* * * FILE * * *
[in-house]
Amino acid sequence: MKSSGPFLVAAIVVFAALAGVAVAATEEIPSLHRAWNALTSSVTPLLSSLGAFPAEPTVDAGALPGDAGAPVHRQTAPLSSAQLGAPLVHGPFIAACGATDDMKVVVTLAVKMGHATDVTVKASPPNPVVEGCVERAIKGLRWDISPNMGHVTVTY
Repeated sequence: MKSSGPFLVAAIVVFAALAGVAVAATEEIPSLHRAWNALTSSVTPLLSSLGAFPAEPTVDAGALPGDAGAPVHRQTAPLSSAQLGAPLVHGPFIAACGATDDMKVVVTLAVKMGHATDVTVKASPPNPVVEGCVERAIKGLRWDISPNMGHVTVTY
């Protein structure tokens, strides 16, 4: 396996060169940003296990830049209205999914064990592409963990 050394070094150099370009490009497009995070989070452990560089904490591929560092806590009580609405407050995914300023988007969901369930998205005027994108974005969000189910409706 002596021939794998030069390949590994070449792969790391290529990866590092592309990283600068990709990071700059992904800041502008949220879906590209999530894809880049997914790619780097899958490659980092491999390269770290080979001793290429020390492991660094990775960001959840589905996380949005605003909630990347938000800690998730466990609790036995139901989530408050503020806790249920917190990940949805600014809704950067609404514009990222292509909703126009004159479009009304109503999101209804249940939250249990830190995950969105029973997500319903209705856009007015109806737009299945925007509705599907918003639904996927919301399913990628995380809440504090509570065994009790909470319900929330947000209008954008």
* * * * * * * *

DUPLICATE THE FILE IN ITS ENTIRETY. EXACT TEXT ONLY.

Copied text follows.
[in-house]
Amino acid sequence: MKSSGPFLVAAIVVFAALAGVAVAATEEIPSLHRAWNALTSSVTPLLSSLGAFPAEPTVDAGALPGDAGAPVHRQTAPLSSAQLGAPLVHGPFIAACGATDDMKVVVTLAVKMGHATDVTVKASPPNPVVEGCVERAIKGLRWDISPNMGHVTVTY
Repeated sequence: MKSSGPFLVAAIVVFAALAGVAVAATEEIPSLHRAWNALTSSVTPLLSSLGAFPAEPTVDAGALPGDAGAPVHRQTAPLSSAQLGAPLVHGPFIAACGATDDMKVVVTLAVKMGHATDVTVKASPPNPVVEGCVERAIKGLRWDISPNMGHVTVTY
């Protein structure tokens, strides 16, 4: 396996060169940003296990830049209205999914064990592409963990 050394070094150099370009490009497009995070989070452990560089904490591929560092806590009580609405407050995914300023988007969901369930998205005027994108974005969000189910409706 002596021939794998030069390949590994070449792969790391290529990866590092592309990283600068990709990071700059992904800041502008949220879906590209999530894809880049997914790619780097899958490659980092491999390269770290080979001793290429020390492991660094990775960001959840589905996380949005605003909630990347938000800690998730466990609790036995139901989530408050503020806790249920917190990940949805600014809704950067609404514009990222292509909703126009004159479009009304109503999101209804249940939250249990830190995950969105029973997500319903209705856009007015109806737009299945925007509705599907918003639904996927919301399913990628995380809440504090509570065994009790909470319900929330947000209008954008």